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Old 08-19-2019, 12:21 PM
 
Location: West Philly
45 posts, read 14,302 times
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I am interested in the future of these areas in the next 5-10 years. As Center City and the surrounding neighborhoods see revival and gentrification, what do you believe the future holds for these areas? How stable do you think that they are currently? Will Germantown ave ever see a true revival or gentrification?
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Old 08-19-2019, 12:33 PM
 
Location: The City of Brotherly Love
1,100 posts, read 770,481 times
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Germantown Avenue is already seeing new construction, particularly towards the border with Mt. Airy. I was up in Germantown on Friday to see a performance, and I was surprised to see all of the holes in the ground.

East Mt. Airy also has new construction activity. I can see both Germantown and East Mt. Airy raising their respective profiles in the coming years, as there really aren't widespread "bad" areas in Northwest Philly.

I have hope for Olney, but I think that, if it ever gentrifies, then it won't happen for at least another decade. It has a ton of potential, but just isn't there yet IMO.

West Oak Lane will mostly remain stable, but I the southeastern corner of the neighborhood moving in a negative direction. One thing that would really help the neighborhood, would be a BSL extension to Cheltenham and Ogontz Avenues via Stenton and Ogontz Avenues.
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Old 08-19-2019, 12:47 PM
 
Location: West Philly
45 posts, read 14,302 times
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Nice answer, I think a revitalized Germantown and Mt.Airy would be great for the city. The housing stock is beautiful and one of the best in the city yet I have heard some complain there isn't much there as far as nightlife for young professionals.

Olney is also a interesting case. It has great transportation, can be rougher in some areas but overall seems stable. Would it gentrify from the north or the south in your opinion? Because to the south there is Logan, Hunting Park, Nicetown that are in need of revitalization. Logan has nicer blocks but not really sure of the overall stability of the neighborhood.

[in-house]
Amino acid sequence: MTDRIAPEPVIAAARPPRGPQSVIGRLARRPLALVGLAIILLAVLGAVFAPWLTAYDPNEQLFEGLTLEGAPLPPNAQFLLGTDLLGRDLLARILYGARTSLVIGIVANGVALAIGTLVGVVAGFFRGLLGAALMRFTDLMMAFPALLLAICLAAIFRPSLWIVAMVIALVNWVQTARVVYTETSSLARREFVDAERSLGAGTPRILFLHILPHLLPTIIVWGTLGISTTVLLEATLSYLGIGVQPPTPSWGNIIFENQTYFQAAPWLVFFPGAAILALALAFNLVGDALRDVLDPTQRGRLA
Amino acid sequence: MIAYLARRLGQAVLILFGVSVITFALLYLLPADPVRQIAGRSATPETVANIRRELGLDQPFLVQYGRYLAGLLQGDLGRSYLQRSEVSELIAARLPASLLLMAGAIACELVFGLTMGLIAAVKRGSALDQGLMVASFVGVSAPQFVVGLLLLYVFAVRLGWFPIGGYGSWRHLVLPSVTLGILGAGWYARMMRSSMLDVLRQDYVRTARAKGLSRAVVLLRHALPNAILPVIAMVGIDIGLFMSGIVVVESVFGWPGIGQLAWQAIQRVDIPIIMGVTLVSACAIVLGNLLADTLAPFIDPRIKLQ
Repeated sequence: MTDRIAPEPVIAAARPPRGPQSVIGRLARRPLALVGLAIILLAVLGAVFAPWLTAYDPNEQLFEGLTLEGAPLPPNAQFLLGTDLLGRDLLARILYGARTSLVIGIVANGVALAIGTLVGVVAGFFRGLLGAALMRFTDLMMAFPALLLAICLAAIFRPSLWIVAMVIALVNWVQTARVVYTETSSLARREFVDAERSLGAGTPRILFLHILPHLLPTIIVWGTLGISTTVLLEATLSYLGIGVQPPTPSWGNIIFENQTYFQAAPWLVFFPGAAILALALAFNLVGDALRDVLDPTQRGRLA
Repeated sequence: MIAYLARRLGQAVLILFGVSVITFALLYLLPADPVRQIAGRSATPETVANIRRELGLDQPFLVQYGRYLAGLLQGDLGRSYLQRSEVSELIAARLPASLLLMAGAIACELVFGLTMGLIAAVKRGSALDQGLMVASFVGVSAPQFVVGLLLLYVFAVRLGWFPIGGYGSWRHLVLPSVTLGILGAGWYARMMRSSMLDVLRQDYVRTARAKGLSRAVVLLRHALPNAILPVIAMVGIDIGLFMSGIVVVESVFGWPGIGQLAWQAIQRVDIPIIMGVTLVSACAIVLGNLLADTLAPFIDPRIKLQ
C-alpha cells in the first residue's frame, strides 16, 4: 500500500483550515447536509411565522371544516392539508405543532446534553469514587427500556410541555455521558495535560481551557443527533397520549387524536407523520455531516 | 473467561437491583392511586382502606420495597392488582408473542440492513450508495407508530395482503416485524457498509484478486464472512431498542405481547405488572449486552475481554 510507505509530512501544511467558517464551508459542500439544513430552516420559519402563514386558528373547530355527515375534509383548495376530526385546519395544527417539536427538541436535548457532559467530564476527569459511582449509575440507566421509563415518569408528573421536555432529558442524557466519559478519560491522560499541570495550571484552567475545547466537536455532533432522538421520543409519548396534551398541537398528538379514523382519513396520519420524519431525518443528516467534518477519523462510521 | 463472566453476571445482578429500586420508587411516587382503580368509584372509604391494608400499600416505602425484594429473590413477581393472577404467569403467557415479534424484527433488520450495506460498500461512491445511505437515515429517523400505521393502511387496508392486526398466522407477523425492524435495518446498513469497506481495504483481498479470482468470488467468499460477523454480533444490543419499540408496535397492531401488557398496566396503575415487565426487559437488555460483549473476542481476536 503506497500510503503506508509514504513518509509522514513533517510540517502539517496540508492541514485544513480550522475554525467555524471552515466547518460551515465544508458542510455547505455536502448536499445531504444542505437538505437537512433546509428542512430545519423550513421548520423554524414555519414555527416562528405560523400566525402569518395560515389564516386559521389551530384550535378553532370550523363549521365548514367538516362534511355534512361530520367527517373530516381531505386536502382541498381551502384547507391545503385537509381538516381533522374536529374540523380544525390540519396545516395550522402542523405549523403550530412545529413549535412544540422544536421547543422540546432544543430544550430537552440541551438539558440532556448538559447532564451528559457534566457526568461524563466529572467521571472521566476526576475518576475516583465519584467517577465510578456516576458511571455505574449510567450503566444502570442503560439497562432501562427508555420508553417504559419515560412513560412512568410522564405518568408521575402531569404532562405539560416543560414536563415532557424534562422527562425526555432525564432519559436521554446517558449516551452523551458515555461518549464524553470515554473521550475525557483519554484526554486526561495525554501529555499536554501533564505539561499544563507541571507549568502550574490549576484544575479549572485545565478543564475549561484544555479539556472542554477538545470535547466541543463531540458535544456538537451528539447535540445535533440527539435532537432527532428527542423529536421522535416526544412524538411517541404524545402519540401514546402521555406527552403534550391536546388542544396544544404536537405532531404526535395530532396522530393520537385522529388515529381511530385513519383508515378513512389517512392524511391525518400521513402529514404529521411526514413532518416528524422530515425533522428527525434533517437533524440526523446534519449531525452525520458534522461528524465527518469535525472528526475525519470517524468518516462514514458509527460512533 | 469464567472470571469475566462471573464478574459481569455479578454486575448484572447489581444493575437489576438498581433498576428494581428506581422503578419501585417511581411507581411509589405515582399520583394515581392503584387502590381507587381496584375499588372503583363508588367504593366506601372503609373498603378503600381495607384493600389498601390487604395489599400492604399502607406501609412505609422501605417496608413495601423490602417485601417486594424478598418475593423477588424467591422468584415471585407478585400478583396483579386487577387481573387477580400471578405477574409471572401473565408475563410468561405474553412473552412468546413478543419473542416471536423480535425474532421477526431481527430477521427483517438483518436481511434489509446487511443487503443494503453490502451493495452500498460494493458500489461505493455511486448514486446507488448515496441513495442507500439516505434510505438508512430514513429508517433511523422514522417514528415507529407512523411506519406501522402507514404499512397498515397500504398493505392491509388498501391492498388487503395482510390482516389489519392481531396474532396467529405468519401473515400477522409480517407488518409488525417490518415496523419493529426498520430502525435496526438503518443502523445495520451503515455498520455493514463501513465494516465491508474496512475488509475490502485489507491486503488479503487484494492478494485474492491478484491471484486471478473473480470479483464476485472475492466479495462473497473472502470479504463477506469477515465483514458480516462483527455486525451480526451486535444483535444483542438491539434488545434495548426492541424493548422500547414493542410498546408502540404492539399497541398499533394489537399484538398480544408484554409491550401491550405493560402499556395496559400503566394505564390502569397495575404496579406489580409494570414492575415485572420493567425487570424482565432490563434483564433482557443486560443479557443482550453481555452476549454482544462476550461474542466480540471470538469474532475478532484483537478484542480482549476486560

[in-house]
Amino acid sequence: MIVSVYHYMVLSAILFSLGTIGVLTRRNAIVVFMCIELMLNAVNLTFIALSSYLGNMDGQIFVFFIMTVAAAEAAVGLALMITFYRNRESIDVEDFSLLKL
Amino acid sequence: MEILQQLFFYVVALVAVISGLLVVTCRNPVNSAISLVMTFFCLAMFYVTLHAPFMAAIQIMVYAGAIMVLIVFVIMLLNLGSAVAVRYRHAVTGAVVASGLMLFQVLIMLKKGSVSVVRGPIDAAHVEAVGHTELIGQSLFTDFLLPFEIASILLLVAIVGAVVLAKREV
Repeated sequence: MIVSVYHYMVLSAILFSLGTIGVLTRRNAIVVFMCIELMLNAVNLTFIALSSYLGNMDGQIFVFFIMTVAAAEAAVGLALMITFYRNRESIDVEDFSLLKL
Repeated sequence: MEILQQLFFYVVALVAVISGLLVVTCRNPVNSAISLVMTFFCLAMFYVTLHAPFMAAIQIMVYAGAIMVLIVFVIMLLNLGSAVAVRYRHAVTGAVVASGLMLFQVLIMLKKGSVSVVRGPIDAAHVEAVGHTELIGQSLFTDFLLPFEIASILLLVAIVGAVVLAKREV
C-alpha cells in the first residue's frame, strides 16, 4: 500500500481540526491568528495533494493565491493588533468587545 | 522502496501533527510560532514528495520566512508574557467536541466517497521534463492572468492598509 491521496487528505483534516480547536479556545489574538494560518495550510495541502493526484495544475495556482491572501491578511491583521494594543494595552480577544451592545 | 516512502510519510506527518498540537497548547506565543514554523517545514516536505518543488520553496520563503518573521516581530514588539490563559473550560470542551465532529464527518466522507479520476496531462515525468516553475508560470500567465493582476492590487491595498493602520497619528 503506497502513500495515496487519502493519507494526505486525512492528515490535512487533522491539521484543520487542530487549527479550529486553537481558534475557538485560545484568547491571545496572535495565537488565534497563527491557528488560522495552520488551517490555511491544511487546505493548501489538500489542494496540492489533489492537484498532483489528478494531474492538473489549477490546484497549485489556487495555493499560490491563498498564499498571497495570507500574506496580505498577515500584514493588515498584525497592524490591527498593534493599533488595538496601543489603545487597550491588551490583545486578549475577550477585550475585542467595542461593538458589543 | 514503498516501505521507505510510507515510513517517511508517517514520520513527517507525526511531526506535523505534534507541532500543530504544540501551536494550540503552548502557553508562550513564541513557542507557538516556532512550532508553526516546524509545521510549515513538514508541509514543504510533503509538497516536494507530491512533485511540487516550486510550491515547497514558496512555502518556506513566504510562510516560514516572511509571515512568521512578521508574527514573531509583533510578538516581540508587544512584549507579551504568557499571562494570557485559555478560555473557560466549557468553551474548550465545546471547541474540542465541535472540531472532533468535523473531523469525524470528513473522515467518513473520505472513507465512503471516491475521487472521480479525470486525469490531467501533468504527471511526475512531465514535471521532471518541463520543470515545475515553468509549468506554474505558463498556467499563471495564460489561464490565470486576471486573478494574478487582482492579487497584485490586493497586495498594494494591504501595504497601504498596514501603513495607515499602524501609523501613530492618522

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Old 08-19-2019, 12:57 PM
 
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I have to agree with everything that Philliesphan2013 said and would like to add on about Olney. A little over a year ago Plan Philly wrote a really good article about the revitalization of North 5th Street through Olney. Unlike other neighborhoods closer to Center City the revitalization is not hipster/yuppie led. The revitalization of Olney has been from immigrants from all over the world. I was recently up there at one of the Colombian cafes and it was amazing.

For typical gentrification I believe that Olney has a long way to go but I do see the neighborhood on the upswing. I know that North 5th street Revitalization Project does great work. The article linked below really tells the story much better than I can.

PlanPhilly | The hottest Philly neighborhood no one is talking about
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Old 08-19-2019, 01:40 PM
 
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I believe West Oak Lane will continue to slowly decline for similar reasons NE is declines; limited transit access, unattractive post war housing stock, distance from center city, aging population. I think a lot of revitalization relies on proximity to "main street" type shopping/dining options which is something WOL lacks. Ogontz is spread out and feels pretty suburban in most spots. Its most well known restaurant, relish, would look at home on the other side of Cheltenham Ave in the new Cheltenham mall. The neighborhood sometimes known as cedarbrook (and MSE will point out that its residents consider themselves to be Mt. Airy residents) may see some improvement. There have been a good number of rehabs especially in the houses closer to Stenton. That area has less attractive housing and poor transit access but is close to an attractive part of E. Mt. Airy. I would like to see some better options on Wadsworth Ave which does have more of that "main street" vibe I mentioned above.


East Mt. Airy is already pretty nice but I think housing values will continue to rise quite a bit. The main stretch on Germantown Ave between ~Mt. Pleasant and Allens lane has only a couple vacancies and has seen some recent investment. There have been several new restaurants to open including Pop Pops (which has the best pastrami in the City, if only the owners could get out of their own way), Nonna's Pizza Tavern, and the brand new Milo's Meeting House which is a vegan/vegetarian restaurant and beer garden. There is room for improvement on Chew Avenue but I would seen energy spent on the sections of Germantown Ave closer to Germantown. There are several large scale developments going up in this section, most notably the new Aldis building which I think will be great for the area. The Dogtown section (Below gorgas and between Germantown Ave and Chew) is the area most ripe for gentrification as it has the lowest property values. There have been quite a few spot rehabs and new construction and some more businesses are starting to trickle down to the lower section of Germantown ave.